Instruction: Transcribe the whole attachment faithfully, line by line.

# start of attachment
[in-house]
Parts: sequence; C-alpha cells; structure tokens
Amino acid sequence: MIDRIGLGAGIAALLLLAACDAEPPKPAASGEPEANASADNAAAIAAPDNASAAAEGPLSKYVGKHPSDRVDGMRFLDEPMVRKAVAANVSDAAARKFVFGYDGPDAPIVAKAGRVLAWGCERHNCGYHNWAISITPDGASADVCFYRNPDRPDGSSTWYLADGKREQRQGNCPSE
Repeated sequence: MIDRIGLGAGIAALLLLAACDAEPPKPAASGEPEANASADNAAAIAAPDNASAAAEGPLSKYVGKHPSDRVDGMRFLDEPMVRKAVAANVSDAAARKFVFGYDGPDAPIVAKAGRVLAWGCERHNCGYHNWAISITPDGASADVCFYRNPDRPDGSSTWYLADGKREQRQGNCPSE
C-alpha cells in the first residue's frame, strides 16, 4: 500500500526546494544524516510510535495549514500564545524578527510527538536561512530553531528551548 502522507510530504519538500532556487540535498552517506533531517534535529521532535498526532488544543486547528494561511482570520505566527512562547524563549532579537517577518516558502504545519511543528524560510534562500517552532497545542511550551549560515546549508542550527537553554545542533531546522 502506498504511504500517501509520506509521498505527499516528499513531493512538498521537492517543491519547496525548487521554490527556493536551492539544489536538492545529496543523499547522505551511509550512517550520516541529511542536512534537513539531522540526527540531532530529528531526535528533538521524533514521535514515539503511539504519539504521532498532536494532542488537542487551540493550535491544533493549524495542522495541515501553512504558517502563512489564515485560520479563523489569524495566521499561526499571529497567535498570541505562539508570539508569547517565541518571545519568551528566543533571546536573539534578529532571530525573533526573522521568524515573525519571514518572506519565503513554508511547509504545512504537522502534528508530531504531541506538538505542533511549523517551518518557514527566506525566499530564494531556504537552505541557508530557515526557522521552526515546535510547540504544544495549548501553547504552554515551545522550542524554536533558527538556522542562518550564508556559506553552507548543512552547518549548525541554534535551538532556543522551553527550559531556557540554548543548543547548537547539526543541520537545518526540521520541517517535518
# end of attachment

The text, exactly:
[in-house]
Parts: sequence; C-alpha cells; structure tokens
Amino acid sequence: MIDRIGLGAGIAALLLLAACDAEPPKPAASGEPEANASADNAAAIAAPDNASAAAEGPLSKYVGKHPSDRVDGMRFLDEPMVRKAVAANVSDAAARKFVFGYDGPDAPIVAKAGRVLAWGCERHNCGYHNWAISITPDGASADVCFYRNPDRPDGSSTWYLADGKREQRQGNCPSE
Repeated sequence: MIDRIGLGAGIAALLLLAACDAEPPKPAASGEPEANASADNAAAIAAPDNASAAAEGPLSKYVGKHPSDRVDGMRFLDEPMVRKAVAANVSDAAARKFVFGYDGPDAPIVAKAGRVLAWGCERHNCGYHNWAISITPDGASADVCFYRNPDRPDGSSTWYLADGKREQRQGNCPSE
C-alpha cells in the first residue's frame, strides 16, 4: 500500500526546494544524516510510535495549514500564545524578527510527538536561512530553531528551548 502522507510530504519538500532556487540535498552517506533531517534535529521532535498526532488544543486547528494561511482570520505566527512562547524563549532579537517577518516558502504545519511543528524560510534562500517552532497545542511550551549560515546549508542550527537553554545542533531546522 502506498504511504500517501509520506509521498505527499516528499513531493512538498521537492517543491519547496525548487521554490527556493536551492539544489536538492545529496543523499547522505551511509550512517550520516541529511542536512534537513539531522540526527540531532530529528531526535528533538521524533514521535514515539503511539504519539504521532498532536494532542488537542487551540493550535491544533493549524495542522495541515501553512504558517502563512489564515485560520479563523489569524495566521499561526499571529497567535498570541505562539508570539508569547517565541518571545519568551528566543533571546536573539534578529532571530525573533526573522521568524515573525519571514518572506519565503513554508511547509504545512504537522502534528508530531504531541506538538505542533511549523517551518518557514527566506525566499530564494531556504537552505541557508530557515526557522521552526515546535510547540504544544495549548501553547504552554515551545522550542524554536533558527538556522542562518550564508556559506553552507548543512552547518549548525541554534535551538532556543522551553527550559531556557540554548543548543547548537547539526543541520537545518526540521520541517517535518